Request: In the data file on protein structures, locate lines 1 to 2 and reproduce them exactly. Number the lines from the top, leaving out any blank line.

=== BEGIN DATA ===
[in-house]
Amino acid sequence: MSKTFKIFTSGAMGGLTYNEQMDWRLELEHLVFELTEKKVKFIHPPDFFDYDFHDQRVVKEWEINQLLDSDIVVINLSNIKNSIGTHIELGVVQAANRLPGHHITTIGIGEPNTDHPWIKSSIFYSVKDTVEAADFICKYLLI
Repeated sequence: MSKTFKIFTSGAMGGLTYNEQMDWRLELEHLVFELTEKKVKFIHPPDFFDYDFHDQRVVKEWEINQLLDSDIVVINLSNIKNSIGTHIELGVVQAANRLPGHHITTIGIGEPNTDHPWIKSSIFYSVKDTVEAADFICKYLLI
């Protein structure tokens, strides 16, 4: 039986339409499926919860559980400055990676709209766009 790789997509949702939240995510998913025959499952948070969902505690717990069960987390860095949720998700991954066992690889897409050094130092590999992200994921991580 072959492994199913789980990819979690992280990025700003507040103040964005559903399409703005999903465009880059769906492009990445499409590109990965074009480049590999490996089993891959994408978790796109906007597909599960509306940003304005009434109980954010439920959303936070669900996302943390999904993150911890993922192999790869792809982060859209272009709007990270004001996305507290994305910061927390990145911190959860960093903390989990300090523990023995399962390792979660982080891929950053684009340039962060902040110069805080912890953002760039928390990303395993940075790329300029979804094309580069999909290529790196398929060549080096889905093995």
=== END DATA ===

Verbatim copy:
[in-house]
Amino acid sequence: MSKTFKIFTSGAMGGLTYNEQMDWRLELEHLVFELTEKKVKFIHPPDFFDYDFHDQRVVKEWEINQLLDSDIVVINLSNIKNSIGTHIELGVVQAANRLPGHHITTIGIGEPNTDHPWIKSSIFYSVKDTVEAADFICKYLLI